A 62-year-old woman presents with a 3-week history of progressively more painful and worsening external otitis. She is a type 2 diabetic patient and has been poorly controlled on oral hypoglycemics. Examination demonstrates a foul-smelling purulent drainage and the presence of granulation tissue within the auditory canal. The tympanic membrane (TM) appears to be normal and mobile to pneumatic testing. What is your diagnosis?
malignant otitis externa
A 55-year-old woman patient presents with a lengthy history of chronic ear infections and episodic purulent drainage from the right ear canal. The patient is without symptoms at this time. Examination of the tympanic membrane shows it to be retracted with a pocket of white material behind the TM. What is this finding called?
chronic otitis media
A 35-year-old man presents with a 1-week history of a marked decrease of hearing in his right ear. He denies trauma, otorrhea, or vertigo. The physical examination appears to be normal except for his tuning fork tests. The Weber test lateralizes to the better ear and the Rinné test shows air conduction to be better than bone conduction in both ears. What type of hearing loss does your patient have?
Conductive hearing loss
Sensorineural hearing loss
None of the above
A 60-year-old woman presents with an acute onset of left facial nerve paralysis. She has severe pain. You notice that she has vesicles on the pinna. What is the name of this syndrome?
A 50-year-old woman presents with a progressive sense of decreased hearing in her right ear and tinnitus over several years. Her father had hearing problems at a young age but never was evaluated. She denies trauma, noise exposure, or ear disease as a child. Your examination demonstrates a completely normal-appearing tympanic membrane, which is mobile to pneumatic testing. Tuning fork tests show a Weber test that lateralizes to the affected (right) ear. Air conduction is greater than bone conduction of the left; on the right bone conduction is greater than air conduction. What is your diagnosis?
serous otitis media
A patient presents with swelling and mild edema of the right ear canal after swimming. What is the most appropriate initial treatment?
oral antibiotics to prevent further swelling
insert an otowick into the canal to prevent the canal from closing
antibiotic ear drops
vigorous irrigation with saline to clean the ear
self-limited disorder requiring no treatment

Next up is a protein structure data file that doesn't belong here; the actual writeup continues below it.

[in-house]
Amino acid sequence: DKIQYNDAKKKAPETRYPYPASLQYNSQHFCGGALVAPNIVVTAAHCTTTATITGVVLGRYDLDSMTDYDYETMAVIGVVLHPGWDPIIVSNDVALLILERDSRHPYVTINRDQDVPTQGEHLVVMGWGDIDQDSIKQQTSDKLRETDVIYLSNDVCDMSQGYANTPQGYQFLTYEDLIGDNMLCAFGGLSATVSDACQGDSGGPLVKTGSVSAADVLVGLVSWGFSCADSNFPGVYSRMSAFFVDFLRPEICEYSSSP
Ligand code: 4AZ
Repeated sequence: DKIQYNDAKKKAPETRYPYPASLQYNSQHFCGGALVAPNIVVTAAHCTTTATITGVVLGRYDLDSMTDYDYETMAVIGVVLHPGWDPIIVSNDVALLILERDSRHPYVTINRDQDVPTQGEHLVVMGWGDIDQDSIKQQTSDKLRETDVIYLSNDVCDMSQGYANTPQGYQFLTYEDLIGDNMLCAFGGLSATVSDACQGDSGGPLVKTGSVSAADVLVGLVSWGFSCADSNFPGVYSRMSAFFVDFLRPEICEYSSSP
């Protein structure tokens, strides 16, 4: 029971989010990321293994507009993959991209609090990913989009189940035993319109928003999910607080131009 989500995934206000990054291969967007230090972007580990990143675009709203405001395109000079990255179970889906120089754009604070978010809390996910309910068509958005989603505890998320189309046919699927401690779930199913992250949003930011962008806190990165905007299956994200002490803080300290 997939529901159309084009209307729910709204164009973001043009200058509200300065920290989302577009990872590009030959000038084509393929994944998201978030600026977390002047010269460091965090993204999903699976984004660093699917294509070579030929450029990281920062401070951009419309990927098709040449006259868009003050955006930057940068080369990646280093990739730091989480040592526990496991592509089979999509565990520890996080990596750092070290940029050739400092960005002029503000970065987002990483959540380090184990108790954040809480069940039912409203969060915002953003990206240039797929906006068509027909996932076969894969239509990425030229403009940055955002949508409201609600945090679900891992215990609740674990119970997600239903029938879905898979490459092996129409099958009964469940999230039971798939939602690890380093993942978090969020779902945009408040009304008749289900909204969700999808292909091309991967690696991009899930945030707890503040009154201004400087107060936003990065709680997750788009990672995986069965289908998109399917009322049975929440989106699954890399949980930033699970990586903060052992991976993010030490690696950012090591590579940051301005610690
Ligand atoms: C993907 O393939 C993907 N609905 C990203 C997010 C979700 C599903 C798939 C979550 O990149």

A child with a history of a recent episode of acute otitis media presents with a painful swelling of the area behind the right ear. There is protrusion of the ear. The child is febrile and looks very ill. Your examination shows a hyperemic and bulging right tympanic membrane (TM) with a purulent effusion. The TM is immobile to pneumatic testing. What is your diagnosis?
Acute Otitis Media
Serous Otitis Media
Auditory Tube Dysfunction
A 60-year-old man presents with a 2-week history of sensation of spinning when turning over in bed at night. He occasionally has a spinning sensation when turning his head to the right. He denies tinnitus or decrease in his hearing. He also complains about ringing in his ear and notes that his wife complains about his inability to hear. He hears a pulsating sound in his right ear, which is worse at night. What is your diagnosis?
Benign paroxysmal positional vertigo (BPPV)
A patient presents with a 3-day history of vertigo associated with turning over in bed, which lasts for several minutes. There are no other symptoms of the ear. Dix– Hallpike testing shows rotary nystagmus, which diminishes with repeated testing. Which of the following is the most likely diagnosis?
central nervous system (CNS) lesion
A 50-year-old woman presents with episodes of vertigo lasting about 20 minutes and associated with fluctuating hearing loss and a low-frequency nonpulsatile tinnitus in the affected ear. After these episodes of vertigo, the patient states that her hearing improves and the tinnitus resolves. The symptoms appear to wax and wane. Which of the following illnesses is suggested by these symptoms?